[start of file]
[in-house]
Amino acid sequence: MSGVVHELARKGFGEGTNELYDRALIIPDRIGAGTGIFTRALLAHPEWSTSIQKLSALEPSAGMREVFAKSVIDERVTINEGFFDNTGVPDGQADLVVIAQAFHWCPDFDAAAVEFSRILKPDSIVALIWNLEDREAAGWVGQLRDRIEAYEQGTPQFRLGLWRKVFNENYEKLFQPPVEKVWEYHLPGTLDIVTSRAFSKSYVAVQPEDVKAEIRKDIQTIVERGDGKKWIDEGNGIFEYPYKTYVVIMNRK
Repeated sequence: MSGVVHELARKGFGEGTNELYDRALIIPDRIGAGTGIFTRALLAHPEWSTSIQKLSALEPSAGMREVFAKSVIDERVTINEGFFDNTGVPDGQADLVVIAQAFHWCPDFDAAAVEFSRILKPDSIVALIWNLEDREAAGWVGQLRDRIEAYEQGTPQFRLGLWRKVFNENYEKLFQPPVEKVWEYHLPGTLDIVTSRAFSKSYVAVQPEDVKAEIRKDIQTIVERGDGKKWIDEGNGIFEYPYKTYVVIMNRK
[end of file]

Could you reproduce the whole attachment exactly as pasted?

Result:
[in-house]
Amino acid sequence: MSGVVHELARKGFGEGTNELYDRALIIPDRIGAGTGIFTRALLAHPEWSTSIQKLSALEPSAGMREVFAKSVIDERVTINEGFFDNTGVPDGQADLVVIAQAFHWCPDFDAAAVEFSRILKPDSIVALIWNLEDREAAGWVGQLRDRIEAYEQGTPQFRLGLWRKVFNENYEKLFQPPVEKVWEYHLPGTLDIVTSRAFSKSYVAVQPEDVKAEIRKDIQTIVERGDGKKWIDEGNGIFEYPYKTYVVIMNRK
Repeated sequence: MSGVVHELARKGFGEGTNELYDRALIIPDRIGAGTGIFTRALLAHPEWSTSIQKLSALEPSAGMREVFAKSVIDERVTINEGFFDNTGVPDGQADLVVIAQAFHWCPDFDAAAVEFSRILKPDSIVALIWNLEDREAAGWVGQLRDRIEAYEQGTPQFRLGLWRKVFNENYEKLFQPPVEKVWEYHLPGTLDIVTSRAFSKSYVAVQPEDVKAEIRKDIQTIVERGDGKKWIDEGNGIFEYPYKTYVVIMNRK